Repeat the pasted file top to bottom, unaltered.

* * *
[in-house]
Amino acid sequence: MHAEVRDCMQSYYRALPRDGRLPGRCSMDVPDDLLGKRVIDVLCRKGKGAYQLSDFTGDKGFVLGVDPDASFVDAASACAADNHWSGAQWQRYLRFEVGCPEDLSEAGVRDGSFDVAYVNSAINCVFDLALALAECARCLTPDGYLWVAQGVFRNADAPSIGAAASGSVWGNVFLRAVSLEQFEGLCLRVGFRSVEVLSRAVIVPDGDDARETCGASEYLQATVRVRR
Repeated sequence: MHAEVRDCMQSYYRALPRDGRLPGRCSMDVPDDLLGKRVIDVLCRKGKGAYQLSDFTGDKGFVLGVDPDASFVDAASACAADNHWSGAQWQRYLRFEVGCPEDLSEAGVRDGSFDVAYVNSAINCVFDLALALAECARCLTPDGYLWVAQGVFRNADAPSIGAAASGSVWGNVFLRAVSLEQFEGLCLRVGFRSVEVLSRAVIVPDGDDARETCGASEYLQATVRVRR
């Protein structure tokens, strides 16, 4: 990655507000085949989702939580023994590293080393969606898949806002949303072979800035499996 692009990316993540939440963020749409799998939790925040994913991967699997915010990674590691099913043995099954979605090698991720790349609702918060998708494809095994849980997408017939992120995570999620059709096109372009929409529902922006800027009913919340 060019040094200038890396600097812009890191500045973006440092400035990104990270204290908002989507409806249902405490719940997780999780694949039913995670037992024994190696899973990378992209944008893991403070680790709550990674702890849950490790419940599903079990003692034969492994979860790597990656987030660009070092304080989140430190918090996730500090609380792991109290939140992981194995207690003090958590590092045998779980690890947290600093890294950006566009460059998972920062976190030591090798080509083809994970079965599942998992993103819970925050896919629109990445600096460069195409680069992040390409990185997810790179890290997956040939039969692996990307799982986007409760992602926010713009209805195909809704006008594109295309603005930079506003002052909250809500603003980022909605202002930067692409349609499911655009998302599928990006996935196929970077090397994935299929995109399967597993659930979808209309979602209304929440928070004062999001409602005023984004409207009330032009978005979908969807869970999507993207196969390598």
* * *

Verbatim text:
[in-house]
Amino acid sequence: MHAEVRDCMQSYYRALPRDGRLPGRCSMDVPDDLLGKRVIDVLCRKGKGAYQLSDFTGDKGFVLGVDPDASFVDAASACAADNHWSGAQWQRYLRFEVGCPEDLSEAGVRDGSFDVAYVNSAINCVFDLALALAECARCLTPDGYLWVAQGVFRNADAPSIGAAASGSVWGNVFLRAVSLEQFEGLCLRVGFRSVEVLSRAVIVPDGDDARETCGASEYLQATVRVRR
Repeated sequence: MHAEVRDCMQSYYRALPRDGRLPGRCSMDVPDDLLGKRVIDVLCRKGKGAYQLSDFTGDKGFVLGVDPDASFVDAASACAADNHWSGAQWQRYLRFEVGCPEDLSEAGVRDGSFDVAYVNSAINCVFDLALALAECARCLTPDGYLWVAQGVFRNADAPSIGAAASGSVWGNVFLRAVSLEQFEGLCLRVGFRSVEVLSRAVIVPDGDDARETCGASEYLQATVRVRR
């Protein structure tokens, strides 16, 4: 990655507000085949989702939580023994590293080393969606898949806002949303072979800035499996 692009990316993540939440963020749409799998939790925040994913991967699997915010990674590691099913043995099954979605090698991720790349609702918060998708494809095994849980997408017939992120995570999620059709096109372009929409529902922006800027009913919340 060019040094200038890396600097812009890191500045973006440092400035990104990270204290908002989507409806249902405490719940997780999780694949039913995670037992024994190696899973990378992209944008893991403070680790709550990674702890849950490790419940599903079990003692034969492994979860790597990656987030660009070092304080989140430190918090996730500090609380792991109290939140992981194995207690003090958590590092045998779980690890947290600093890294950006566009460059998972920062976190030591090798080509083809994970079965599942998992993103819970925050896919629109990445600096460069195409680069992040390409990185997810790179890290997956040939039969692996990307799982986007409760992602926010713009209805195909809704006008594109295309603005930079506003002052909250809500603003980022909605202002930067692409349609499911655009998302599928990006996935196929970077090397994935299929995109399967597993659930979808209309979602209304929440928070004062999001409602005023984004409207009330032009978005979908969807869970999507993207196969390598």